|This is not what I pictured a "grue" looking like.|
- Always happy to find these fountains, which seem to offer unlimited uses. But there are only 2 or 3 in the catacombs. More common fountains simply quench thirst. I found one that resurrects.
- Almost 60 hours into the game, I suddenly encountered, for the first time, an explicit copy-protection question. Even more strangely, there was nothing valuable in the area behind where I got the question.
- You hear a heartbeat sometimes, and I don't fully know why. It's not when characters are low in health. It may be when a particularly difficult foe is nearby, but there are times I can't find anyone when the heartbeat is going. It's kind of annoying.
- Once I entered the area past the stone guardian (below), the game upped the ambient noise complexity, with several eerie sounds and a frequent low voice going "woo-hoo-hoo-hoo!"
The catacombs eventually emerged on the "royal isle" in the center of Larvin. The complex contained a chapel, a guild, a tavern, and an inn--all far more expensive then their main island counterparts. Another set of stairs led to the final areas of the catacombs. A teleporter switch activated teleport fields between the royal island, the southeast island, and the main part of Larvin, meaning I don't have to go through the catacombs again to get to those areas.
More important, in a room next to the guild, I found Tinius. He "gave" me a package (a pointer to a diagram in the manual) that I would need to pass a "stone guardian." He also told me where the Staff of Gathalak was buried nearby. I soon had it in my possession.
|I'm not sure what the "glowing gems" were about.|
Oddly, there was no room on the island that seemed to have a throne room or the king's castle or anything. I'm not sure where I'm supposed to encounter him.
After my first visit to the royal island, I had to return to the same catacombs that got me there a few times to finish mapping them. Ultimately, when I was done, I descended into the new area. It wasn't long before I was face to face with the "stone guardian" who asked me 10 questions related to the diagram in the game manual. When I answered them successfully, he teleported me to the next dungeon level, with no way to return. It's important to note here that I wish I'd made a save just before the guardian.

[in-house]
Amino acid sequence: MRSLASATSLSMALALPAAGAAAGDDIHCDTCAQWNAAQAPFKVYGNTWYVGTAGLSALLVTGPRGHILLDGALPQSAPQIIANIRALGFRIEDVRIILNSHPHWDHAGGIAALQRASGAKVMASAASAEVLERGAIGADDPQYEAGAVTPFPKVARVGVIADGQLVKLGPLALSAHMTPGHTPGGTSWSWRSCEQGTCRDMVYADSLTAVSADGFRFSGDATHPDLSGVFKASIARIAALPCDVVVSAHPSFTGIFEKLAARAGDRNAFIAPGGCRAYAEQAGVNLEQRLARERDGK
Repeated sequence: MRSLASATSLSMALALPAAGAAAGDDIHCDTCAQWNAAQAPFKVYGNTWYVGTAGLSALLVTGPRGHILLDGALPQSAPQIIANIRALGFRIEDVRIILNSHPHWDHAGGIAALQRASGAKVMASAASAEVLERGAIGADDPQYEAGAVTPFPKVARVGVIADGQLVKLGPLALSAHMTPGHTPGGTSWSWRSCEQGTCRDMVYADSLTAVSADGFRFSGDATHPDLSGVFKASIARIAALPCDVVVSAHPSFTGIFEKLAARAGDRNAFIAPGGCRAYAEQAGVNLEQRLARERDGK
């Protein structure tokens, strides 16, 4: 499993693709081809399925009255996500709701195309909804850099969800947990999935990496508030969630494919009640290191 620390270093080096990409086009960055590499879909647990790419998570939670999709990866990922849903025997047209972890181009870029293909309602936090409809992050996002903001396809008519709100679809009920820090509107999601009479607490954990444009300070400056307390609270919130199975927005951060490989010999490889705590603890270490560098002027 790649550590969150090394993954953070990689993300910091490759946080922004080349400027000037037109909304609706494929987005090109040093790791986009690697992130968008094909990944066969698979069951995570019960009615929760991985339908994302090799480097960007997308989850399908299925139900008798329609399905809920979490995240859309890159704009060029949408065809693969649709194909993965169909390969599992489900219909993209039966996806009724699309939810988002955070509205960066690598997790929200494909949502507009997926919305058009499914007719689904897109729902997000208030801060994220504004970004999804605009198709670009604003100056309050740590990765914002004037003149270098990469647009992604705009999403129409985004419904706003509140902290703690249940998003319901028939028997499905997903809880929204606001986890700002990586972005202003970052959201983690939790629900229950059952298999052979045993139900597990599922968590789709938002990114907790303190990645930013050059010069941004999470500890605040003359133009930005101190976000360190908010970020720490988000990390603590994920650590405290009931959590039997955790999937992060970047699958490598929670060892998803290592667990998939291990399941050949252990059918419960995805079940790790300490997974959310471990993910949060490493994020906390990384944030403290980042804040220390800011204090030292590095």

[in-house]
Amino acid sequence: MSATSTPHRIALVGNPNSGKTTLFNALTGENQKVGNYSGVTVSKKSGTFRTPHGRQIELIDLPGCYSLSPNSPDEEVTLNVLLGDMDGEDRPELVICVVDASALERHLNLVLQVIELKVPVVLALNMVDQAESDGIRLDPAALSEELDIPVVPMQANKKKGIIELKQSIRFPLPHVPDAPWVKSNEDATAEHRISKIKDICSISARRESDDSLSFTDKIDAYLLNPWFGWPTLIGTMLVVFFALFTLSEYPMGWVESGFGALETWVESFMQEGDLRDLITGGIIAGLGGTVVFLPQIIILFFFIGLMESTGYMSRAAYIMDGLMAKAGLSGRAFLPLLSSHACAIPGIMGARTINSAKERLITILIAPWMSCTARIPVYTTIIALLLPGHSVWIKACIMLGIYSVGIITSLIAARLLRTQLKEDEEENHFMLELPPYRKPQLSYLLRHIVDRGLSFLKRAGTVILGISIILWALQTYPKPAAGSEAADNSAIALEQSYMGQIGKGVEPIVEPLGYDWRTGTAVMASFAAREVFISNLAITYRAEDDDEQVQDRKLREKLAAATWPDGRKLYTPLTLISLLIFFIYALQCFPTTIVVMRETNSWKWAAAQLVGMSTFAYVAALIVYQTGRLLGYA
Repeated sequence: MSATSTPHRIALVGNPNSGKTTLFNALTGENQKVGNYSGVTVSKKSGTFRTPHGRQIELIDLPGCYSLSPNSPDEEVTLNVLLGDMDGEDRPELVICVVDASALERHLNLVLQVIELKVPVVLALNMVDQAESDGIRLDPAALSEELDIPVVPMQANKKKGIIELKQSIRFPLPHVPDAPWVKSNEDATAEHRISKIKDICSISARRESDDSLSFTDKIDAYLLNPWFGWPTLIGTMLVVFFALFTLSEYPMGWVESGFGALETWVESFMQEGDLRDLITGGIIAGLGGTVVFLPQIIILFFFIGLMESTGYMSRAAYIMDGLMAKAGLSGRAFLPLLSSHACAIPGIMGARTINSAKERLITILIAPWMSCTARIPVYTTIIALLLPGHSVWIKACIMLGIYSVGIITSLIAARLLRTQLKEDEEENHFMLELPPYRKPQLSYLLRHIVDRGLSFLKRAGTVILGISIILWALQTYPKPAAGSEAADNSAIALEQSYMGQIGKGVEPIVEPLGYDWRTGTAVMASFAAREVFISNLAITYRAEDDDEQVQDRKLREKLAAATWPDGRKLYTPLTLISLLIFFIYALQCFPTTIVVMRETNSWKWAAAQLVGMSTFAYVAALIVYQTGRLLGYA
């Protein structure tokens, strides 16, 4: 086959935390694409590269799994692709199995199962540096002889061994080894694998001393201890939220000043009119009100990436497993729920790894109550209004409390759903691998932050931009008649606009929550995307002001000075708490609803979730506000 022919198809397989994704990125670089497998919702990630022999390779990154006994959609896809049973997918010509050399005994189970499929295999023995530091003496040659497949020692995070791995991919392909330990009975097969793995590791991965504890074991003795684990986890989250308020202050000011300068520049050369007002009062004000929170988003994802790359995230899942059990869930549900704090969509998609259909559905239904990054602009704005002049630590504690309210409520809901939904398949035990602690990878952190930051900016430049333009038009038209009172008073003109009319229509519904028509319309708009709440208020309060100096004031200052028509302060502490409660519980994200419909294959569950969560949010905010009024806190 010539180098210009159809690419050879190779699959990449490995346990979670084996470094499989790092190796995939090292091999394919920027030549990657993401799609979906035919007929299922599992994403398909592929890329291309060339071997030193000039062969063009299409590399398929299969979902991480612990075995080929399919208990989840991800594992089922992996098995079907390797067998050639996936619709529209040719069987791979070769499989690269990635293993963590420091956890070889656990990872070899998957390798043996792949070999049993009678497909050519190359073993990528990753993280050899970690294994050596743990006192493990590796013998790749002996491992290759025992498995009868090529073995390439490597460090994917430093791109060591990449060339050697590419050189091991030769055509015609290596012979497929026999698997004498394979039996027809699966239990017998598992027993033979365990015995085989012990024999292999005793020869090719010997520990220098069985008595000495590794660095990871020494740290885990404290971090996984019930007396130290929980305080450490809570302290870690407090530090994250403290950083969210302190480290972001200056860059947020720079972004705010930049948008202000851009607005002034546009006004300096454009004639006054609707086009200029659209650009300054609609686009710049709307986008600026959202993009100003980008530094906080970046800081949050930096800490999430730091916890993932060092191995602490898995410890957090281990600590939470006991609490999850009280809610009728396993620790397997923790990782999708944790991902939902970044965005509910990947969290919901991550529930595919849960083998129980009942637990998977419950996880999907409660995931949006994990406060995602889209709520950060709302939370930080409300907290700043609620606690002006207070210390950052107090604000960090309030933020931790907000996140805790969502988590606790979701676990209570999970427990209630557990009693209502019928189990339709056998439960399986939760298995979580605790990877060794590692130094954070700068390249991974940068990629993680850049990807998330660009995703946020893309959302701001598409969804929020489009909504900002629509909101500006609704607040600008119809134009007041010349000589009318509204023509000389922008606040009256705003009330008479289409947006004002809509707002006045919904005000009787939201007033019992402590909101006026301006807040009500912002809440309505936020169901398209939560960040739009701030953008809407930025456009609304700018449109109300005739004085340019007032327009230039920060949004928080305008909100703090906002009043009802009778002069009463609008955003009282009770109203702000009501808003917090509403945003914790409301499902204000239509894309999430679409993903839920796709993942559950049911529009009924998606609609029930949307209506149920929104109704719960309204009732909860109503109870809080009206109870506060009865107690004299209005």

|The guardian asked questions of this diagram such as "what word is opposite BROG?"|
Seven more dungeon levels down, and I came to an area cued with the message "you've entered the forgotten vaults!" A room here has 8 exits, each fill of high-level monsters, though one fortunately leads to a fountain that heals all damage and spell points. Unfortunately, I can't find a way to get out of here. The only possibility seems to be a small, dark "opening in the wall" that only my female characters will fit into (and some refuse to go). If I send one into it, she disappears from the party and never reappears no matter how long I hang around the hole, sleep, and so forth.
|What are the odds of that?|
There's also an inactive teleport field in the area, which suggests there ought to be some way to re-activate it, but I haven't found a mechanism. Light hints welcome for this.
While trying to find a light spoiler on how to get through this area, however, I came upon a more serious problem: I needed to have solved the entire "innocent being without any hate in mind" thing before passing the stone guardian. Apparently, I could have done this by resurrecting some bones of a child that I never found, or by regressing one of my own characters to a child-like age.
Either way, this means reloading the last save I made before passing the stone guardian, which was....all the way back in the catacombs before reaching the royal island for the first time. About 6 hours ago. When am I ever going to learn? At least I have the maps, which should make re-playing the areas much faster.